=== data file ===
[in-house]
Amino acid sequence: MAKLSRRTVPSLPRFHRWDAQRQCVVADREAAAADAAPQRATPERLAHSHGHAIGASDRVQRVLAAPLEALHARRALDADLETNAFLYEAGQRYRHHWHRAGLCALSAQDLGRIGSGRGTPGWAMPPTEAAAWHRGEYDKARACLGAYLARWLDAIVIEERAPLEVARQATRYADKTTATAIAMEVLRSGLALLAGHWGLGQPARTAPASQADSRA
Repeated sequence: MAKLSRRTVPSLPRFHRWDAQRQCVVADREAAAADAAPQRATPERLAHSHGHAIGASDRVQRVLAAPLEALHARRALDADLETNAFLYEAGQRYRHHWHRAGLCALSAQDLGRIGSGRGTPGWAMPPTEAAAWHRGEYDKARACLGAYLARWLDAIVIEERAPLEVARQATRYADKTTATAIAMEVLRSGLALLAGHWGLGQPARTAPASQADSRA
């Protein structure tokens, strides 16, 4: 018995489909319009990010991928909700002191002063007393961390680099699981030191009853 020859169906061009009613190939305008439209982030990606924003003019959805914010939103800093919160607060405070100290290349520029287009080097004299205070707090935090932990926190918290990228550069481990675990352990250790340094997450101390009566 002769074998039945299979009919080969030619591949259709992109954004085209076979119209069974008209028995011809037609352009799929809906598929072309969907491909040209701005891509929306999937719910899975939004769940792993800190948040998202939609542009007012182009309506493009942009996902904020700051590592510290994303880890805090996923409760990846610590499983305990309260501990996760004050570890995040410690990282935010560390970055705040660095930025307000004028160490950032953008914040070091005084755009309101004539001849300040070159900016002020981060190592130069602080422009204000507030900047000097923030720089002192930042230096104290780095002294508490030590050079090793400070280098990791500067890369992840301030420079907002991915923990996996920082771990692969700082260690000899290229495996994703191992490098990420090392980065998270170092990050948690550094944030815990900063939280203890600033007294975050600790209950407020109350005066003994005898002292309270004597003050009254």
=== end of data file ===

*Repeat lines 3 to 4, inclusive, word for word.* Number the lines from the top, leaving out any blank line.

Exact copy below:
Repeated sequence: MAKLSRRTVPSLPRFHRWDAQRQCVVADREAAAADAAPQRATPERLAHSHGHAIGASDRVQRVLAAPLEALHARRALDADLETNAFLYEAGQRYRHHWHRAGLCALSAQDLGRIGSGRGTPGWAMPPTEAAAWHRGEYDKARACLGAYLARWLDAIVIEERAPLEVARQATRYADKTTATAIAMEVLRSGLALLAGHWGLGQPARTAPASQADSRA
């Protein structure tokens, strides 16, 4: 018995489909319009990010991928909700002191002063007393961390680099699981030191009853 020859169906061009009613190939305008439209982030990606924003003019959805914010939103800093919160607060405070100290290349520029287009080097004299205070707090935090932990926190918290990228550069481990675990352990250790340094997450101390009566 002769074998039945299979009919080969030619591949259709992109954004085209076979119209069974008209028995011809037609352009799929809906598929072309969907491909040209701005891509929306999937719910899975939004769940792993800190948040998202939609542009007012182009309506493009942009996902904020700051590592510290994303880890805090996923409760990846610590499983305990309260501990996760004050570890995040410690990282935010560390970055705040660095930025307000004028160490950032953008914040070091005084755009309101004539001849300040070159900016002020981060190592130069602080422009204000507030900047000097923030720089002192930042230096104290780095002294508490030590050079090793400070280098990791500067890369992840301030420079907002991915923990996996920082771990692969700082260690000899290229495996994703191992490098990420090392980065998270170092990050948690550094944030815990900063939280203890600033007294975050600790209950407020109350005066003994005898002292309270004597003050009254």